Philosophy PhD student Kate Nave shares her experience as a philosopher-in-residence at an Edinburgh primary school
“On this island,” Khalid* declares. “Eevees are banned.”
An Eevee, for those not familiar, is a particularly adorable variety of Pokémon. Specifically, they are Eilidh‘s favourite Pokémon. Unsurprisingly, Khalid’s declaration causes an uproar among the Primary 3 class of Abbeyhill Primary School, who are currently engaged in a philosophical enquiry to decide upon the laws that will govern the new nation they’re building together. Each of them gets to propose one rule, and Khalid is adamant that this will be his.
“Should Khalid be able to ban Eevees?”
The class is divided. Khalid is a popular kid and manages to get a number of the other boys onside. Jess suggests dividing the island and only banning Eevees on one half of it. But now others are starting to contest all the previous rules too and we’re rapidly moving towards the establishment of thirty little micro-nations of one.
As Tom sagely points out, there doesn’t seem much point having rules just for yourself.
“We should vote,” he suggests.
So, we start back at the top of our list and this goes ok, at first. The relatively uncontroversial proposals such as “no bullying,” and “share food and water,’ pass with minimal fuss. But when we get back to Khalid’s all-out Eevee ban we don’t even get to a vote.
“It’s not fair,” Eilidh protests.
Tears seem imminent, but you can’t help but feel that she’s got a point. Khalid clearly cares less about the presence of Eevees than the prospect of winding up Eilidh. Even if most people vote for his rule, is that enough to make it a good one?
Potential waterworks aside, this is a pretty typical Philosophy for Children (P4C) session. As Abbeyhill’s ‘Philosophers-in-Residence’, myself and a fellow philosophy PhD student, Luke Kersten, have run weekly enquiries throughout the Spring and Summer term. This time, we’ve been discussing the nature of justice, and when it’s legitimate to constrain the freedom of others – though, good luck asking a group of thirty 7-year-olds what they think about that.
Instead, we set a scene. They’re a group of sailors who became trapped in a storm and washed up upon a completely deserted island. The captain and other officers are all lost at sea –there’s no one left to tell them what to do. This they are going to have to decide for themselves. It seems like every kid’s dream: ‘no parents!’ ‘no bedtime!’ ‘swimming straight after eating!’ But, like all good philosophical discussion, it quickly gets complicated.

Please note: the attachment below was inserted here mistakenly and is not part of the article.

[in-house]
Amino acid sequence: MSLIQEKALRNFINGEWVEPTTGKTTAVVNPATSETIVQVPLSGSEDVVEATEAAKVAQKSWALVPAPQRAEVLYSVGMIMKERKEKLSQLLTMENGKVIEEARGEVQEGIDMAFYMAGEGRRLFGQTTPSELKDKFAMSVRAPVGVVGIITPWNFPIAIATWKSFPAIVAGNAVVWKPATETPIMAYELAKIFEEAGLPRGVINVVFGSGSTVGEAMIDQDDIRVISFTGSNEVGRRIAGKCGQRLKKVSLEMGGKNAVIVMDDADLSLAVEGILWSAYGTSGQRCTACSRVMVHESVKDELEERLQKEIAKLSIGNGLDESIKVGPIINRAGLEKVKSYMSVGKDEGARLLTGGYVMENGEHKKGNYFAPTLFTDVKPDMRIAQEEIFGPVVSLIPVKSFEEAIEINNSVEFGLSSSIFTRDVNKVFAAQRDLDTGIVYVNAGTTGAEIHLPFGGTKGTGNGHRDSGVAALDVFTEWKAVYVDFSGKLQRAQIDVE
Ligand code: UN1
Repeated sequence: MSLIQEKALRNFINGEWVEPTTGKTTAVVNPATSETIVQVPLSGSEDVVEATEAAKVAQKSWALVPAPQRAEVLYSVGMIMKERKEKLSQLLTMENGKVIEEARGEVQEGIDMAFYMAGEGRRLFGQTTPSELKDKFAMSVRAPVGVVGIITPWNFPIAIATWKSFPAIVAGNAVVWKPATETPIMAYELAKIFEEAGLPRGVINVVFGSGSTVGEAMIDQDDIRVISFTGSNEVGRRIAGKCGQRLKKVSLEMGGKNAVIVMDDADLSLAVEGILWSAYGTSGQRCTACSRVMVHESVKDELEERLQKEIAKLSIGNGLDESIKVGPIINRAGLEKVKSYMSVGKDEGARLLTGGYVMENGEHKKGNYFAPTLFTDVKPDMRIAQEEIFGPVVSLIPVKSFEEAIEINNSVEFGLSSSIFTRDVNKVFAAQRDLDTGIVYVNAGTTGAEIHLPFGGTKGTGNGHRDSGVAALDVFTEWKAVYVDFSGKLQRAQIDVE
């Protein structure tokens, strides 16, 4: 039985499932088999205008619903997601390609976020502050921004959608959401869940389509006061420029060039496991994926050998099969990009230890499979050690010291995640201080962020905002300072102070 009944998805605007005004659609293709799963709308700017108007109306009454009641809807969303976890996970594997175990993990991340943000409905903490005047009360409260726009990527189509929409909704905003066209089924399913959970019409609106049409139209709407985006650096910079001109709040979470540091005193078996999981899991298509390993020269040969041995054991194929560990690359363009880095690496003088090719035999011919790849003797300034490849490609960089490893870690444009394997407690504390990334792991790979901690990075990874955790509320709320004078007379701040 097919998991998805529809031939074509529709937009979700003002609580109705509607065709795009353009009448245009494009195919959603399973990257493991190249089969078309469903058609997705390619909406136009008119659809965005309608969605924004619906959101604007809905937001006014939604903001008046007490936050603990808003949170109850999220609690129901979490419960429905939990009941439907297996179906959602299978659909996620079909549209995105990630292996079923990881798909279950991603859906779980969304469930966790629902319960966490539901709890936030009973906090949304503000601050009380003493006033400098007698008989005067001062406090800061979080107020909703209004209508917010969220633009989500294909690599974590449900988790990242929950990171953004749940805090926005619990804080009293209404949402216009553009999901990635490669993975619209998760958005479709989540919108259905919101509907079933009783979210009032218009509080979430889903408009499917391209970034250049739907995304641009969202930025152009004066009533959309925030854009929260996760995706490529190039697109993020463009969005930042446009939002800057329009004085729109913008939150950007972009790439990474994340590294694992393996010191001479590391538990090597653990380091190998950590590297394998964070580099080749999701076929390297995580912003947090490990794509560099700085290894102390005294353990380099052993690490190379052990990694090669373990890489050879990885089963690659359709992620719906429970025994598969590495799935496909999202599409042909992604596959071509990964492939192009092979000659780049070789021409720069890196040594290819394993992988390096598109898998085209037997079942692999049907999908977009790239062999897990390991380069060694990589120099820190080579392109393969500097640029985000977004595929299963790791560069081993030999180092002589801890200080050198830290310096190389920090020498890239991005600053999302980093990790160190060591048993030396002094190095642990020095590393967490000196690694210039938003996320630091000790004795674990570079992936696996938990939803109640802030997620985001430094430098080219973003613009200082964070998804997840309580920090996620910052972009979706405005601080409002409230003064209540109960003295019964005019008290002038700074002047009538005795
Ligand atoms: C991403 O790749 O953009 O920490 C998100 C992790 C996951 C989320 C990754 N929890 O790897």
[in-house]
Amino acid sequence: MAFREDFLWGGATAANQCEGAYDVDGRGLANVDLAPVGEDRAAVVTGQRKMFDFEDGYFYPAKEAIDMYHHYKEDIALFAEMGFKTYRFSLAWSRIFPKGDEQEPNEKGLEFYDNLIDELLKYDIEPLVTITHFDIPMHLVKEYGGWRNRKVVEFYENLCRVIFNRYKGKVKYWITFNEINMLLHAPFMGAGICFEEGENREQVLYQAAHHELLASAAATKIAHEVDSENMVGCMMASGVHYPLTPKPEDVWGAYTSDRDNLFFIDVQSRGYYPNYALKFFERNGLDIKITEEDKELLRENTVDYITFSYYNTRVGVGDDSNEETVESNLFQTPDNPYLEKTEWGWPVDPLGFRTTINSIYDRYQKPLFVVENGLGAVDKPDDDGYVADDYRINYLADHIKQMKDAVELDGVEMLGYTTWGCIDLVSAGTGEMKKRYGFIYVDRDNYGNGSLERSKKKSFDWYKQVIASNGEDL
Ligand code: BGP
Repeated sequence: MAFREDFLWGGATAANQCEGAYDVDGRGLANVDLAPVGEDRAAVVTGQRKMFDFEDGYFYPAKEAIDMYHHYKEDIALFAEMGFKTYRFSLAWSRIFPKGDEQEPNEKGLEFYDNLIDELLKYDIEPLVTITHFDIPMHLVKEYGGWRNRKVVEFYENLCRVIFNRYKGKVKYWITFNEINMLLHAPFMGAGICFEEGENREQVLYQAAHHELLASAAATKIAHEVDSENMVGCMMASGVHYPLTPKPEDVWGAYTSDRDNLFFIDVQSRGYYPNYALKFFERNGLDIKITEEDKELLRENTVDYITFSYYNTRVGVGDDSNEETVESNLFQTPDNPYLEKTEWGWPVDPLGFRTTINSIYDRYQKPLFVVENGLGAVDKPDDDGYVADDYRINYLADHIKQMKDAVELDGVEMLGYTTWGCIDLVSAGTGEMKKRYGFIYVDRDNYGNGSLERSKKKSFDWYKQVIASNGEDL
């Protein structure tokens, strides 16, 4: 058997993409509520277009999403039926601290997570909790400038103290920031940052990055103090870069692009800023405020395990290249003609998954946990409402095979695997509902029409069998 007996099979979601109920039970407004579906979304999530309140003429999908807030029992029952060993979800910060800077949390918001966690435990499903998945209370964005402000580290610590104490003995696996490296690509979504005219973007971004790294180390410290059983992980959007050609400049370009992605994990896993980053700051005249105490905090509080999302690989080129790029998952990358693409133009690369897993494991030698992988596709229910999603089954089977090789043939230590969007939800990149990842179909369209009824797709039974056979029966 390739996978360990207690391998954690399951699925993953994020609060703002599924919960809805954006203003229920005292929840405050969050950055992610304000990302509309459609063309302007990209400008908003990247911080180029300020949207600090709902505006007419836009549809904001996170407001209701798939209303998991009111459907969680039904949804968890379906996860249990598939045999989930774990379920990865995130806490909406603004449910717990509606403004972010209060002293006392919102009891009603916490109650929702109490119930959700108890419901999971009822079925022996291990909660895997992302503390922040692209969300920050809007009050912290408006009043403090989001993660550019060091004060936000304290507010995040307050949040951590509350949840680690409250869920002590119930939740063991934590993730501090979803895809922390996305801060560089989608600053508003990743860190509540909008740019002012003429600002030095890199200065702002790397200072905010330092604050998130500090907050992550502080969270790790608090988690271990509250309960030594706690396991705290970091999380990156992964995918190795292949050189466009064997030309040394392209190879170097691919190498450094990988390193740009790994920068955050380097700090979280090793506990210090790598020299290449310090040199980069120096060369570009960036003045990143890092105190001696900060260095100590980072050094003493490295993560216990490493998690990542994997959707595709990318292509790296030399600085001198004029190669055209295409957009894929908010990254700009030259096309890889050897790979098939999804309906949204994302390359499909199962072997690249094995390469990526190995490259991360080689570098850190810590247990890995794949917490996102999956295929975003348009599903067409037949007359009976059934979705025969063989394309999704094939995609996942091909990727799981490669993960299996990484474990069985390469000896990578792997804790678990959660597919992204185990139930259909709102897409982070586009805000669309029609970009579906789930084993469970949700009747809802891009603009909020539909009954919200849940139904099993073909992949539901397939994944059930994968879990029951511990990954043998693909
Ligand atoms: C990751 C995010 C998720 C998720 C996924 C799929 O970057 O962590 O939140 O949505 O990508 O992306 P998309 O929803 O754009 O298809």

When it comes to the question of Khalid’s Eevee ban – or, as it’s more familiar to undergraduate philosophy students, to John Stewart Mill’s problem of the tyranny of the majority – it turns out that Jack has concerns that run a little closer to home. His uncle recently married another man, and Jack does not at all like the fact that people are able to vote to prevent this from happening. Now P3 have started to think about other stuff that shouldn’t be banned just because the majority disapprove, and it turns out there are quite a few things they’re not altogether pleased about.
Boys not being allowed to wear make-up, for instance. We skim over the fact that this is not actually illegal, leaving the notion of ‘de facto prohibitions’ for a future session. Instead, J.S Mill makes another incognito appearance. This time Alex is our medium, reviving the harm principle by pointing out that boys wearing make-up doesn’t hurt anyone, and so there’s no justification for banning it.
Unfortunately, at that, we’re out of time.
In previous sessions, we’ve discussed the problem of self-identity in body swaps, what counts as art, and the difference between animals and persons. While the names ‘Christine Korsgaard’ and ‘John Locke’ made no appearance – their ideas did. The ability of a bunch of five-year-olds to spontaneously reconstruct some of the central intellectual moves in a two-millennia-old discussion is both impressive and a tad humbling.
Equally surprising: Primary 3’s continual defiance of philosophical stereotypes about common sense and folk intuition. They do not all naturally assume that the mind is separate from the body, and opinions on whether our choices are pre-determined were evenly split.
Advocates of P4C typically praise its ability to develop critical and engaged future citizens, capable of considering other perspectives and the reasons for their own views. In just a few months with Primary 3, we’ve already seen improvements in the way they respond to each other’s points, and provide reasons for their disagreement.
Perhaps also of importance, however, is the benefits of these sessions for us as critical, engaged philosophers, in developing an awareness of problems and perspectives from beyond narrow disciplinary concerns. At the very least, as a guard against idle declarations about what ‘the folk’ pre-theoretically believe.
In the first session, we asked P3 what they thought ‘Philosophy’ is. They didn’t know the answer – but then many established philosophers seem to be unsure about it too. In a later session, we tried again and converged on what is now my favourite way of defining it. “Philosophy is about finding out what other people think, and why they think it. And it’s about finding out why you think what you think too.”
Philosophy and Education Project
Philosophy lecturers Dave Ward, Alix Cohen and Elinor Mason coordinate the University of Edinburgh Philosophy and Education Project, an initiative designed to bring the benefits of philosophical thinking to children in Edinburgh schools.